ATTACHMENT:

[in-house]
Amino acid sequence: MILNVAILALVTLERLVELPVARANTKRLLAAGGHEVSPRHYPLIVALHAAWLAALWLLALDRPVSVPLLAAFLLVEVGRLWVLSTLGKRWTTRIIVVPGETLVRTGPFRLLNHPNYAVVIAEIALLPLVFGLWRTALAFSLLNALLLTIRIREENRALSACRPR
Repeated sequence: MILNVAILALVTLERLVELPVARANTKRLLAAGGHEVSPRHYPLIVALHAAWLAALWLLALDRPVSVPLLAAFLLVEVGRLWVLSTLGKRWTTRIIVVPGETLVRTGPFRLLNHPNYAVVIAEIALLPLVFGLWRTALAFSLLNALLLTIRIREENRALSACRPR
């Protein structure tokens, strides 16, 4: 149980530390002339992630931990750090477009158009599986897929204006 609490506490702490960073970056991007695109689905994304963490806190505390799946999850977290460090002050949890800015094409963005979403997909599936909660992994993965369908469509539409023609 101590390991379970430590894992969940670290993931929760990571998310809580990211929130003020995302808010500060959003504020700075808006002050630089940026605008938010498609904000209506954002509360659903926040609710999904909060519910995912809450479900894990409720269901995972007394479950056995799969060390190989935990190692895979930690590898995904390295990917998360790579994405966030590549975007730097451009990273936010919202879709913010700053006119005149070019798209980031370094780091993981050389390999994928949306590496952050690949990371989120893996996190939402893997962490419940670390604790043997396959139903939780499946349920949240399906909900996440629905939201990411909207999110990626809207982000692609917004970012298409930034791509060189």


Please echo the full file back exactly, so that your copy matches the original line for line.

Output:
[in-house]
Amino acid sequence: MILNVAILALVTLERLVELPVARANTKRLLAAGGHEVSPRHYPLIVALHAAWLAALWLLALDRPVSVPLLAAFLLVEVGRLWVLSTLGKRWTTRIIVVPGETLVRTGPFRLLNHPNYAVVIAEIALLPLVFGLWRTALAFSLLNALLLTIRIREENRALSACRPR
Repeated sequence: MILNVAILALVTLERLVELPVARANTKRLLAAGGHEVSPRHYPLIVALHAAWLAALWLLALDRPVSVPLLAAFLLVEVGRLWVLSTLGKRWTTRIIVVPGETLVRTGPFRLLNHPNYAVVIAEIALLPLVFGLWRTALAFSLLNALLLTIRIREENRALSACRPR
């Protein structure tokens, strides 16, 4: 149980530390002339992630931990750090477009158009599986897929204006 609490506490702490960073970056991007695109689905994304963490806190505390799946999850977290460090002050949890800015094409963005979403997909599936909660992994993965369908469509539409023609 101590390991379970430590894992969940670290993931929760990571998310809580990211929130003020995302808010500060959003504020700075808006002050630089940026605008938010498609904000209506954002509360659903926040609710999904909060519910995912809450479900894990409720269901995972007394479950056995799969060390190989935990190692895979930690590898995904390295990917998360790579994405966030590549975007730097451009990273936010919202879709913010700053006119005149070019798209980031370094780091993981050389390999994928949306590496952050690949990371989120893996996190939402893997962490419940670390604790043997396959139903939780499946349920949240399906909900996440629905939201990411909207999110990626809207982000692609917004970012298409930034791509060189």